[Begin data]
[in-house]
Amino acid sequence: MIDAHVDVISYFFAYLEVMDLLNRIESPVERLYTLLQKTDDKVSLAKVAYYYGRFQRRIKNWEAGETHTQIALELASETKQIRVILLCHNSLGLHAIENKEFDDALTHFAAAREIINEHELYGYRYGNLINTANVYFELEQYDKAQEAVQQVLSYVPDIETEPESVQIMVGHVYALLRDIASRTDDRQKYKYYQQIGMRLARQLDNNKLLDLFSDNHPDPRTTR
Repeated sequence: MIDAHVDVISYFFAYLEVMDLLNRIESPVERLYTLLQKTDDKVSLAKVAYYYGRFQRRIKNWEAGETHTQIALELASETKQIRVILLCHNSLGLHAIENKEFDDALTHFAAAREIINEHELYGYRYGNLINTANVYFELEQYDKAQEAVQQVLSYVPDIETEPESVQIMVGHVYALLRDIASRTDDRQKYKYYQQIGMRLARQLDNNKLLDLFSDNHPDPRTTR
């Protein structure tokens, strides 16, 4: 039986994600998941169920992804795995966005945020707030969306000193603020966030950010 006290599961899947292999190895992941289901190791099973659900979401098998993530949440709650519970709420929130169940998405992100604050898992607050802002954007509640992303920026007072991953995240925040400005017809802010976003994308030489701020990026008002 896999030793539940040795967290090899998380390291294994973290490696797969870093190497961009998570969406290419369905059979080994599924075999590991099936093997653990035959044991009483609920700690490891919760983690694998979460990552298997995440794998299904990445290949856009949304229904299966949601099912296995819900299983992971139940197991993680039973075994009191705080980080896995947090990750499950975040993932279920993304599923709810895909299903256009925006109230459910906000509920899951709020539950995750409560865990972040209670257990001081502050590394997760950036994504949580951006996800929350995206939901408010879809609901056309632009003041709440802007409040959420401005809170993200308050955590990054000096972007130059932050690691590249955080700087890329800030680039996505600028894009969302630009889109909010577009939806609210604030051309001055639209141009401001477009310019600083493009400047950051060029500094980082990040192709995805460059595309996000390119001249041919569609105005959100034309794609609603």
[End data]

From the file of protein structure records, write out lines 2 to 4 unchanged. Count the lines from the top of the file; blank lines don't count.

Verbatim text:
Amino acid sequence: MIDAHVDVISYFFAYLEVMDLLNRIESPVERLYTLLQKTDDKVSLAKVAYYYGRFQRRIKNWEAGETHTQIALELASETKQIRVILLCHNSLGLHAIENKEFDDALTHFAAAREIINEHELYGYRYGNLINTANVYFELEQYDKAQEAVQQVLSYVPDIETEPESVQIMVGHVYALLRDIASRTDDRQKYKYYQQIGMRLARQLDNNKLLDLFSDNHPDPRTTR
Repeated sequence: MIDAHVDVISYFFAYLEVMDLLNRIESPVERLYTLLQKTDDKVSLAKVAYYYGRFQRRIKNWEAGETHTQIALELASETKQIRVILLCHNSLGLHAIENKEFDDALTHFAAAREIINEHELYGYRYGNLINTANVYFELEQYDKAQEAVQQVLSYVPDIETEPESVQIMVGHVYALLRDIASRTDDRQKYKYYQQIGMRLARQLDNNKLLDLFSDNHPDPRTTR
């Protein structure tokens, strides 16, 4: 039986994600998941169920992804795995966005945020707030969306000193603020966030950010 006290599961899947292999190895992941289901190791099973659900979401098998993530949440709650519970709420929130169940998405992100604050898992607050802002954007509640992303920026007072991953995240925040400005017809802010976003994308030489701020990026008002 896999030793539940040795967290090899998380390291294994973290490696797969870093190497961009998570969406290419369905059979080994599924075999590991099936093997653990035959044991009483609920700690490891919760983690694998979460990552298997995440794998299904990445290949856009949304229904299966949601099912296995819900299983992971139940197991993680039973075994009191705080980080896995947090990750499950975040993932279920993304599923709810895909299903256009925006109230459910906000509920899951709020539950995750409560865990972040209670257990001081502050590394997760950036994504949580951006996800929350995206939901408010879809609901056309632009003041709440802007409040959420401005809170993200308050955590990054000096972007130059932050690691590249955080700087890329800030680039996505600028894009969302630009889109909010577009939806609210604030051309001055639209141009401001477009310019600083493009400047950051060029500094980082990040192709995805460059595309996000390119001249041919569609105005959100034309794609609603």